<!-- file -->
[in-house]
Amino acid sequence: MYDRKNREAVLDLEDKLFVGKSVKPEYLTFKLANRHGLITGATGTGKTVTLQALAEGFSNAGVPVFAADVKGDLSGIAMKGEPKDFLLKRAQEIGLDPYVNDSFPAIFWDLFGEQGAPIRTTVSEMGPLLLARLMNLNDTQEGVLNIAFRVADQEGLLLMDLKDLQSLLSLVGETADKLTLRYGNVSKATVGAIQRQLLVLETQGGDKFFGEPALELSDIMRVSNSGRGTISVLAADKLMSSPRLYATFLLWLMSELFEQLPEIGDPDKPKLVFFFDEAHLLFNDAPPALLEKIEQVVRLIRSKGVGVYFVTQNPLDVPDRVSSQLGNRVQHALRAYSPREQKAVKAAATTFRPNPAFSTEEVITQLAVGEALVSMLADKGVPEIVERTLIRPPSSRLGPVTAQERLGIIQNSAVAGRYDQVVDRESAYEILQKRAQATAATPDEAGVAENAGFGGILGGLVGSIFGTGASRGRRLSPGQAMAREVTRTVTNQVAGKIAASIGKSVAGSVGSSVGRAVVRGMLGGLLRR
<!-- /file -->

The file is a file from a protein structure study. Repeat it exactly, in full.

[in-house]
Amino acid sequence: MYDRKNREAVLDLEDKLFVGKSVKPEYLTFKLANRHGLITGATGTGKTVTLQALAEGFSNAGVPVFAADVKGDLSGIAMKGEPKDFLLKRAQEIGLDPYVNDSFPAIFWDLFGEQGAPIRTTVSEMGPLLLARLMNLNDTQEGVLNIAFRVADQEGLLLMDLKDLQSLLSLVGETADKLTLRYGNVSKATVGAIQRQLLVLETQGGDKFFGEPALELSDIMRVSNSGRGTISVLAADKLMSSPRLYATFLLWLMSELFEQLPEIGDPDKPKLVFFFDEAHLLFNDAPPALLEKIEQVVRLIRSKGVGVYFVTQNPLDVPDRVSSQLGNRVQHALRAYSPREQKAVKAAATTFRPNPAFSTEEVITQLAVGEALVSMLADKGVPEIVERTLIRPPSSRLGPVTAQERLGIIQNSAVAGRYDQVVDRESAYEILQKRAQATAATPDEAGVAENAGFGGILGGLVGSIFGTGASRGRRLSPGQAMAREVTRTVTNQVAGKIAASIGKSVAGSVGSSVGRAVVRGMLGGLLRR